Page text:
Lucy followed Leo from the van while the rest of the team checked their weapons and gear.
"Lieutenant, sit-rep?" Leo said to the man clearly in charge who was directing personnel from the back of a police communications van. There were a dozen city and county vehicles filling all four streets that led to the intersection, which now held a tactical truck. Each street had been blocked off, and all businesses in a two-block radius evacuated or locked down.
"Proctor. Glad you're here." He glanced at Lucy.
"Agent Kincaid, hostage negotiator. Kincaid, Lieutenant Jordan Young."
They shook hands. Young was forty and had the aura of former military officer, and it was clear by how his officers spoke to him that he garnered respect from his men and women.
"I need you to negotiate, Leo — I've already set up a command, I'm the highest-ranking officer here."
"My people are your people," Proctor said. "Kincaid's my second."
Being second essentially meant backing up the primary negotiator. Listening to all communication, taking notes, passing along information between the negotiator and command and vice versa.
Generally the individual in charge of the scene was not the same person negotiating with the suspect. That SAPD and the SA-FBI worked well together was a testament to the men and women who led each department and the teams who cross-trained together.
"I have two snipers, one on each corner building," Young said, gesturing. "Two men in the back. If you can spare a pair I'd like to have them tag up with my team in the alley, and if you have a sniper we can use one back there. The rear is the only exit other than the front door."
Proctor said in his radio, "Dunning, take your team and secure the back with SAPD; Ramirez, find a roost with clear line of sight to the emergency exit. From here on out, Lieutenant Young is in command of this operation and you'll take direction from him, primary emergency channel."
"Roger," the team leader said over the radio.
"Suspect?" Proctor asked.
Young shook his head. "Working on an ID. No cameras inside, but we have a description from one of the hostages who escaped during the initial confusion. In fact, a dozen people got out before the shooter locked down. From preliminary statements, the guy was talking to himself and acting 'off' — weird was the word most used. He was wearing a thick windbreaker and it's over ninety degrees and humid as hell. When the manager confronted him, he snapped — per a witness. Another witness said he acted like he was quote, 'off his meds.'"
Unfortunately, Lucy knew that mental illness was one of the leading causes of spontaneous hostage situations. But generally, if the individual was mentally ill, they took people they knew hostage — family or friends — in a residence. This situation was distinctly different.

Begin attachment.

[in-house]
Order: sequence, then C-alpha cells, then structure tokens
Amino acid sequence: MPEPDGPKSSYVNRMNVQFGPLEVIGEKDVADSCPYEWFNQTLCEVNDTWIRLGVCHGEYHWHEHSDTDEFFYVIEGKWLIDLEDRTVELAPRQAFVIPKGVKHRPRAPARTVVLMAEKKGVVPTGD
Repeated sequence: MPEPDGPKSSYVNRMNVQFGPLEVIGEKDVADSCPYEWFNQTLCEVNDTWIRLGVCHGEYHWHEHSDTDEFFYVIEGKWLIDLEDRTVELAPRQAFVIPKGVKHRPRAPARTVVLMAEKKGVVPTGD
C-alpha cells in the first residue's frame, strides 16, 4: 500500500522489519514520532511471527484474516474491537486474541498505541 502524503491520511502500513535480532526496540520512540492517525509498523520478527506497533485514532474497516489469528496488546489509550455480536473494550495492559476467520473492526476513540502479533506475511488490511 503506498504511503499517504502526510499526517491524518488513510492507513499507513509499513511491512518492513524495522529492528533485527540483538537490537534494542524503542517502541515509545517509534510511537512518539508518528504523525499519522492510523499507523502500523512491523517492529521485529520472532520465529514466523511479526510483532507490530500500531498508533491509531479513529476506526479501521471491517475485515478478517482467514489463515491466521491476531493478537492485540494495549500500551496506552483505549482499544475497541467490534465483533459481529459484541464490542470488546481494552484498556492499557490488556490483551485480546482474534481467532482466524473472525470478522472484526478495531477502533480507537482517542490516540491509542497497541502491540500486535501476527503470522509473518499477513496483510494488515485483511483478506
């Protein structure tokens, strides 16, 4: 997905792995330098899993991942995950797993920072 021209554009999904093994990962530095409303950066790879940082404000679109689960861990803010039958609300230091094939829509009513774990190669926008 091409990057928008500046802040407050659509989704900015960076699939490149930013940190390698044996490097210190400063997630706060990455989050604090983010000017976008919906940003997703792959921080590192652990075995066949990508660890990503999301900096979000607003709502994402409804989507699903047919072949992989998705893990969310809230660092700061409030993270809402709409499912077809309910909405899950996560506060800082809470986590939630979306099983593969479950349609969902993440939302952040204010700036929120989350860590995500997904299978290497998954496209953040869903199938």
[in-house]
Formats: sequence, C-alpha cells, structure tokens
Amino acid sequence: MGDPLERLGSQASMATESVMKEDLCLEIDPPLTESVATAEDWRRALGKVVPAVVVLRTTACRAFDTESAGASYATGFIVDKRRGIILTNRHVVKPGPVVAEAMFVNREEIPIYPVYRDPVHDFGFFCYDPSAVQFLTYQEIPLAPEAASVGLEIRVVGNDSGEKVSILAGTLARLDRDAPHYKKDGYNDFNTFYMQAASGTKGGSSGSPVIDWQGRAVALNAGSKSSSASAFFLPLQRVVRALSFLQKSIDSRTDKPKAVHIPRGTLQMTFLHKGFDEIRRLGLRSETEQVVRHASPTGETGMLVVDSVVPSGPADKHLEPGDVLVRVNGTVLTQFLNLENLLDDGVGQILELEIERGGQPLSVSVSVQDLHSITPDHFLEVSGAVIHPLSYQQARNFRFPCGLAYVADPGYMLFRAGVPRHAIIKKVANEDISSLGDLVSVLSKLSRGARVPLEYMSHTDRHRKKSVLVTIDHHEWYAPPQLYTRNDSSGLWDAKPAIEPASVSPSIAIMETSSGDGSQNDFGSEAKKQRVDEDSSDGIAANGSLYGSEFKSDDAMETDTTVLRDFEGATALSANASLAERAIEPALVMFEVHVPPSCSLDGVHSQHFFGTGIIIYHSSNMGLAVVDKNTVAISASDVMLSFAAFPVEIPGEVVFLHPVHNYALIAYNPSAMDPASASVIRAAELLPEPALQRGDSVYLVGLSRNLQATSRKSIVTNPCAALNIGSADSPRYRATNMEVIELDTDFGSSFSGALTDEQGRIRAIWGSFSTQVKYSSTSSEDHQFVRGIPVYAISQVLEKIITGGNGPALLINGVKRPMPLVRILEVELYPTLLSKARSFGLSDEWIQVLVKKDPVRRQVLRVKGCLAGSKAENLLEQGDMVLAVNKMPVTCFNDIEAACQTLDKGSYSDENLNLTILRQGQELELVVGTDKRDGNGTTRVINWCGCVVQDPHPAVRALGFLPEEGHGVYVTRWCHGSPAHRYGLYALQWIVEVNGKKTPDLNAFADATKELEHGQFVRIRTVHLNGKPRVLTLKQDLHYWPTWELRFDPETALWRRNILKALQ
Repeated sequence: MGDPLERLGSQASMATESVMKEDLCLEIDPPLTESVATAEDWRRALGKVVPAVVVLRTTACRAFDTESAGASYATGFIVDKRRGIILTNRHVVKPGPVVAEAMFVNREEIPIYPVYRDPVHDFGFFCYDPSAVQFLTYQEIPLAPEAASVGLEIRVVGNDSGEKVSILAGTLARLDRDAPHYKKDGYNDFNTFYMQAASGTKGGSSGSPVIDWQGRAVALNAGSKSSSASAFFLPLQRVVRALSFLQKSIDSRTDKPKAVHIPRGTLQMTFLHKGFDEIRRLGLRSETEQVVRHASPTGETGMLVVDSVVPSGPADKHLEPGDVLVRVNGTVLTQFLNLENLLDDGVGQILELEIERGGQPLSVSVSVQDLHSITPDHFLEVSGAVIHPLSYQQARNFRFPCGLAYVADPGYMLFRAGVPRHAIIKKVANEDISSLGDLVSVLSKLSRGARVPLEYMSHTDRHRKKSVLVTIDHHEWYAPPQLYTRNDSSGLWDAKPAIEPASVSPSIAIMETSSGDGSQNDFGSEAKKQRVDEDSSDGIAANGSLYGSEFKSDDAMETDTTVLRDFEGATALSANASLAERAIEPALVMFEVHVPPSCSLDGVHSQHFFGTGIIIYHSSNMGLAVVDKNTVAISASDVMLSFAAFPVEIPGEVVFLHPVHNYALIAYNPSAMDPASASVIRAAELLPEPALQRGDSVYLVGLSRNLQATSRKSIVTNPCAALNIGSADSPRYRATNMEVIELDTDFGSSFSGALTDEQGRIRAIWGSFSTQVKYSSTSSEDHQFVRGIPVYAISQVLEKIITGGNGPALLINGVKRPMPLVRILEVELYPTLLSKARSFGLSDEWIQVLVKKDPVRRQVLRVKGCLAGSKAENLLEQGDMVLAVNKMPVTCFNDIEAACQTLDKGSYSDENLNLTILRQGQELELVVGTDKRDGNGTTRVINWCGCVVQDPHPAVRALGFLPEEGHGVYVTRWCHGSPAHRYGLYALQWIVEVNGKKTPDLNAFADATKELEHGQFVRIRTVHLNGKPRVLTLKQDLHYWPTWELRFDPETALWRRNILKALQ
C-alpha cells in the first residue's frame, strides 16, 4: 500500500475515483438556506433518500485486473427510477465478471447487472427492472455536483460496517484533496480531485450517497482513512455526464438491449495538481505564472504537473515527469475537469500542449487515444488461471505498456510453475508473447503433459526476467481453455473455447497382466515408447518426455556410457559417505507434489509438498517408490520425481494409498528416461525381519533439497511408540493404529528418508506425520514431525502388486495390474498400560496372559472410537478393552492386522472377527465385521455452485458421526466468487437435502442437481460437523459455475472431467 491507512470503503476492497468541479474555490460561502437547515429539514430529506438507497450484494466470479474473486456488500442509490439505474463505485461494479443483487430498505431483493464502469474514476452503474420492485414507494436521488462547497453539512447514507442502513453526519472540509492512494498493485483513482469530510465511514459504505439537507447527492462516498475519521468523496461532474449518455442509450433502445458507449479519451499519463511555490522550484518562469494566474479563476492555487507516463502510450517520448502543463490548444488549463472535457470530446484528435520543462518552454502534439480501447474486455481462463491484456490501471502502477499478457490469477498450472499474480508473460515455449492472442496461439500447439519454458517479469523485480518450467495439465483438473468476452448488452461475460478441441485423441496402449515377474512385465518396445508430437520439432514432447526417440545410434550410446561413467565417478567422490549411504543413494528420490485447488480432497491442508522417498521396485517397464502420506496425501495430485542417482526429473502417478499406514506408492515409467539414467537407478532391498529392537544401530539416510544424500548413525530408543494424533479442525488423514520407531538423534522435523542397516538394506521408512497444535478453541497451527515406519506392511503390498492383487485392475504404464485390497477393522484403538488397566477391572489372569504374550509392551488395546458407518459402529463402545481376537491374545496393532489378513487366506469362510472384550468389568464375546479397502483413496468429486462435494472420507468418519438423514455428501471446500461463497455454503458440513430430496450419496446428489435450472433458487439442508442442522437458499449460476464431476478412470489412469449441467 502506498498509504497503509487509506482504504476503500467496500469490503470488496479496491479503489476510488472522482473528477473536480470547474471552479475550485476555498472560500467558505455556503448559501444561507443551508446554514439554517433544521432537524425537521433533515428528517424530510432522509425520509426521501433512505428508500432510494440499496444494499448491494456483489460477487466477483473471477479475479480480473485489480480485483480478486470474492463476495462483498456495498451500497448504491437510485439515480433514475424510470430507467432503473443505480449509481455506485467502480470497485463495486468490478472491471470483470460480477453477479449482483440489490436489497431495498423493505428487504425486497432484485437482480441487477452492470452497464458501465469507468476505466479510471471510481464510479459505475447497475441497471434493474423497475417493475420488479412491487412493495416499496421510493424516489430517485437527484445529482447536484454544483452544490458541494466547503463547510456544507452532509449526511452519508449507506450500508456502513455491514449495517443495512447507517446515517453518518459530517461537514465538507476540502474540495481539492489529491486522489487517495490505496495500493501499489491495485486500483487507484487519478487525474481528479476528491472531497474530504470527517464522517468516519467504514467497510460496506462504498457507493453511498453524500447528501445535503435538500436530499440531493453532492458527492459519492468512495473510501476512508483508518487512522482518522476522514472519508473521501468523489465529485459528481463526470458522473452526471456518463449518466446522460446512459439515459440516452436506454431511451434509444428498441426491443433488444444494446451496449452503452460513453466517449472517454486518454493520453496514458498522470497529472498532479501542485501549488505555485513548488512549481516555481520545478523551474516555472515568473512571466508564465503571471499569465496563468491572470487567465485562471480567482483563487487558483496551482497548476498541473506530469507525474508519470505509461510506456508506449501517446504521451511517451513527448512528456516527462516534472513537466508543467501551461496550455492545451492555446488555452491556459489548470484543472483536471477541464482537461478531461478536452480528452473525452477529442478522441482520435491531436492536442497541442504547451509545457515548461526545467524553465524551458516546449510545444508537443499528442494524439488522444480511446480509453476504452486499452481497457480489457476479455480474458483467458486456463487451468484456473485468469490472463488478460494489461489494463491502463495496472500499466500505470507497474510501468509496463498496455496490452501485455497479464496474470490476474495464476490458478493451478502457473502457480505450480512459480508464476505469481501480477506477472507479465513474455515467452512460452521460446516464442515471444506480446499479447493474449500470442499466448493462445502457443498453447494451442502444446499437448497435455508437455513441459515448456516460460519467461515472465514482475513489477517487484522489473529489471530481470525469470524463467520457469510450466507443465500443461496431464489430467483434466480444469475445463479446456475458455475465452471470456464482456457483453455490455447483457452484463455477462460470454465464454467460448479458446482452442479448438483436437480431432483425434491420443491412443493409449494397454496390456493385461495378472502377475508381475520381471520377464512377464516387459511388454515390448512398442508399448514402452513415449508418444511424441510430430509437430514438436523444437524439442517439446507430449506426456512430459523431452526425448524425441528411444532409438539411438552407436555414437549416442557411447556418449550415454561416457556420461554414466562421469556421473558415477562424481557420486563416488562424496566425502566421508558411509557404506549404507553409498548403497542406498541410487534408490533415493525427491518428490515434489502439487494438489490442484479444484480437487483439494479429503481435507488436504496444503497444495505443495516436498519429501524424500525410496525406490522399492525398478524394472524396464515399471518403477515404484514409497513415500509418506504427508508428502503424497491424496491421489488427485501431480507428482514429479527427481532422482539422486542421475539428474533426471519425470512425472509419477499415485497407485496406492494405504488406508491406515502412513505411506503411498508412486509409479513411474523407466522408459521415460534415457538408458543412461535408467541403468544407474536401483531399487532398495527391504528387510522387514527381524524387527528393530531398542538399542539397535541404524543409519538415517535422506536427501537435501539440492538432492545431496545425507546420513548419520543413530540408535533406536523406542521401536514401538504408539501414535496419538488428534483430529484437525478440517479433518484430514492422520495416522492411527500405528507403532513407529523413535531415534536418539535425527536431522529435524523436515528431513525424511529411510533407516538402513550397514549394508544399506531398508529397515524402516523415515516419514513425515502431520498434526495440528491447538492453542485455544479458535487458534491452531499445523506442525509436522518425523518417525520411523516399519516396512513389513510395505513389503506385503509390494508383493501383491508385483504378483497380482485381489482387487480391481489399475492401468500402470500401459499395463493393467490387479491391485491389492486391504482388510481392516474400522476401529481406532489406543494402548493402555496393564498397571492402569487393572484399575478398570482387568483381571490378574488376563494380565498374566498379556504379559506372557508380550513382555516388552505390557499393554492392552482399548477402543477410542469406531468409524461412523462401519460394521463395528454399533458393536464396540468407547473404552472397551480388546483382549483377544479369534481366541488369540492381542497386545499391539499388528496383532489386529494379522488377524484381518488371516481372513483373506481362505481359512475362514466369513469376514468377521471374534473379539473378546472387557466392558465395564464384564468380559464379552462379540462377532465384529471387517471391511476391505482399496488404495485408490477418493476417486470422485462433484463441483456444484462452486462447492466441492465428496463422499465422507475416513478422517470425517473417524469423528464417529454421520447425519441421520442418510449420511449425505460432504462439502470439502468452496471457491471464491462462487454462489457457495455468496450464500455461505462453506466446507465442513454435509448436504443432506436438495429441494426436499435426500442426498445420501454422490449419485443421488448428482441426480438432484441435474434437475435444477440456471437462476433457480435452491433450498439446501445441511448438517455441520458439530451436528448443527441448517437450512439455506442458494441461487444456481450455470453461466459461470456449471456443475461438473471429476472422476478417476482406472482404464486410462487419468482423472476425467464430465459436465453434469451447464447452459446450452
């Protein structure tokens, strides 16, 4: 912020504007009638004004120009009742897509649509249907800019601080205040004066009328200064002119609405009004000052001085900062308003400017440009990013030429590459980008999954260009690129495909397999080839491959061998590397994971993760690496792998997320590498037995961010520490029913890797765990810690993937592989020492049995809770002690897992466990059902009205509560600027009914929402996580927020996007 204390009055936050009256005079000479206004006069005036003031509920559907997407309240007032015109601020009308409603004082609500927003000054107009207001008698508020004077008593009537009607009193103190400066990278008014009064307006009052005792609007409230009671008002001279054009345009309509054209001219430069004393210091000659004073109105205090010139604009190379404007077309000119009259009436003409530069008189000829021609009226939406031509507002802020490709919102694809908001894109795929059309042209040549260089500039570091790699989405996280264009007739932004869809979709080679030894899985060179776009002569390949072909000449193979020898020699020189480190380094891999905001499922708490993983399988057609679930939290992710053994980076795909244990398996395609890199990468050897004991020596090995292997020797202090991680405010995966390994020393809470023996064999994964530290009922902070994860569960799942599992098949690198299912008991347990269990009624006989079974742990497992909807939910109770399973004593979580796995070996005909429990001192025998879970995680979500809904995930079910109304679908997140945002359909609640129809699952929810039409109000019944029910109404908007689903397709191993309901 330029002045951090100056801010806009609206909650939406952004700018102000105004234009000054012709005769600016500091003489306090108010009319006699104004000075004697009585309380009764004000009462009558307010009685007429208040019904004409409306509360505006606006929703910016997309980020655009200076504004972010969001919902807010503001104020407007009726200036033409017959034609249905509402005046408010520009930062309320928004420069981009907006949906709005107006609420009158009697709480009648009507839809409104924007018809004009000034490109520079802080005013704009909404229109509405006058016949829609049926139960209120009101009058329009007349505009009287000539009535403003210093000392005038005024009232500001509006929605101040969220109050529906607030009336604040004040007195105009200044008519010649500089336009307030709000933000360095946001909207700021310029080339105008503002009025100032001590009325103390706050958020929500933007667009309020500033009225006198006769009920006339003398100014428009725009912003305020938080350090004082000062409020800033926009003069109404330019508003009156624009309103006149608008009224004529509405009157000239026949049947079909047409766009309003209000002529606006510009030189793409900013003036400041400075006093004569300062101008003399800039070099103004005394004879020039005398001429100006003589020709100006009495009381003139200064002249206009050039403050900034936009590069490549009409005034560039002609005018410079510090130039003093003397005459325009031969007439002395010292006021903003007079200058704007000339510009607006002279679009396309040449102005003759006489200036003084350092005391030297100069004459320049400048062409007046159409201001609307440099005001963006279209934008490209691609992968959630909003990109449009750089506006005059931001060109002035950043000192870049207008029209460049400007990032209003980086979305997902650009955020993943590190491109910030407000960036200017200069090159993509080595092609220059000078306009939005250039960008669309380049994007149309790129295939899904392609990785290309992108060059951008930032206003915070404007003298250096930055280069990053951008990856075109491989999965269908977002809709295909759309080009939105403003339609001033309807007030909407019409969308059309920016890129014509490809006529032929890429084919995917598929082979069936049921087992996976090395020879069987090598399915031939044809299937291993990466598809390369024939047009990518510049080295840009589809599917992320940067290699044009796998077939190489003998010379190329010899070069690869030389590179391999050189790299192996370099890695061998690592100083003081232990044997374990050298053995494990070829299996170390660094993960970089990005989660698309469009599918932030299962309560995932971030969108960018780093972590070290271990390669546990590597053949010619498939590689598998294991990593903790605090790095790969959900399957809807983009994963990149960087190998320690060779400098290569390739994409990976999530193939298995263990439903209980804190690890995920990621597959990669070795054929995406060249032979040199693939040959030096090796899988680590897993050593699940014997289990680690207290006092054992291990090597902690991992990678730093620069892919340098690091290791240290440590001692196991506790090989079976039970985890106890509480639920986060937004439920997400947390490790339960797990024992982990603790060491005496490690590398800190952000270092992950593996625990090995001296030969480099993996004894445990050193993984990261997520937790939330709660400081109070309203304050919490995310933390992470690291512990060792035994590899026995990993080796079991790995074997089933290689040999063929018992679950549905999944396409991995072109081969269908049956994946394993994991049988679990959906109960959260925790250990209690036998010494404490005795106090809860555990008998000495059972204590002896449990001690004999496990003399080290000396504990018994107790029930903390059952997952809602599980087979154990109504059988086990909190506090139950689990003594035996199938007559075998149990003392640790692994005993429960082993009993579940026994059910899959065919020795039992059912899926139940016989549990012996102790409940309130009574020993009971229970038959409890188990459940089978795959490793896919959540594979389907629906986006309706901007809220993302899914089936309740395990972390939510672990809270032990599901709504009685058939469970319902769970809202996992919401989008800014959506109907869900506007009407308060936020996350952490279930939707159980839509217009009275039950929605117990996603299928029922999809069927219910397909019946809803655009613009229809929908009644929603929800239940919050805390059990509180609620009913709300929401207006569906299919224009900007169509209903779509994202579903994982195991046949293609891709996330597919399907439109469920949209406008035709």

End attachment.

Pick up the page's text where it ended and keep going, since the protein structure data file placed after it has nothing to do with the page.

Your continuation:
Young continued. "He fired two shots. Per witnesses, they both went into the ceiling. No one saw anyone injured inside. There are conflicting statements as to how many guns he has and what kind, though I'm going with one of the witnesses who stated he's a gun owner and identified a nine-millimeter in the shooter's hand, standard-capacity magazine, and a second handgun in his waistband, also a semi-auto — either a nine-mil or a forty-five."
"Number of hostages?"
"Best guess is fourteen. Do you have thermal imaging in your truck? Fire can set up as well, but they're still en route."
"We got it," Proctor said. "My tech just needs a minute."
"Good. We need to know where he is, get some sense as to what's going on in there."
"Is this personal?" Proctor asked. "Target an employee? Customer?"
"Don't know. We asked the witnesses for the basics, everyone said that he was alone and didn't appear to know anyone. They are all sequestered down the street, my people are working to get more information. He hasn't called out or made demands, but this whole thing started less than an hour ago. I need you to make contact, develop a rapport as we gather additional information. We need to de-escalate this as fast as possible."
Proctor listened to his com then said, "Roger, hold positions." He said to Young, "My team is in place, Ramirez has one hundred percent visual of the rear door."
"Excellent." Young handed him the bullhorn. "Work your magic, Leo. Godspeed."
Proctor took a breath, visibly relaxed, then turned on the bullhorn.(Continues…)
Excerpted from "Too Far Gone"
Copyright © 2018 Allison Brennan.
Excerpted by permission of St. Martin's Press.
All rights reserved. No part of this excerpt may be reproduced or reprinted without permission in writing from the publisher.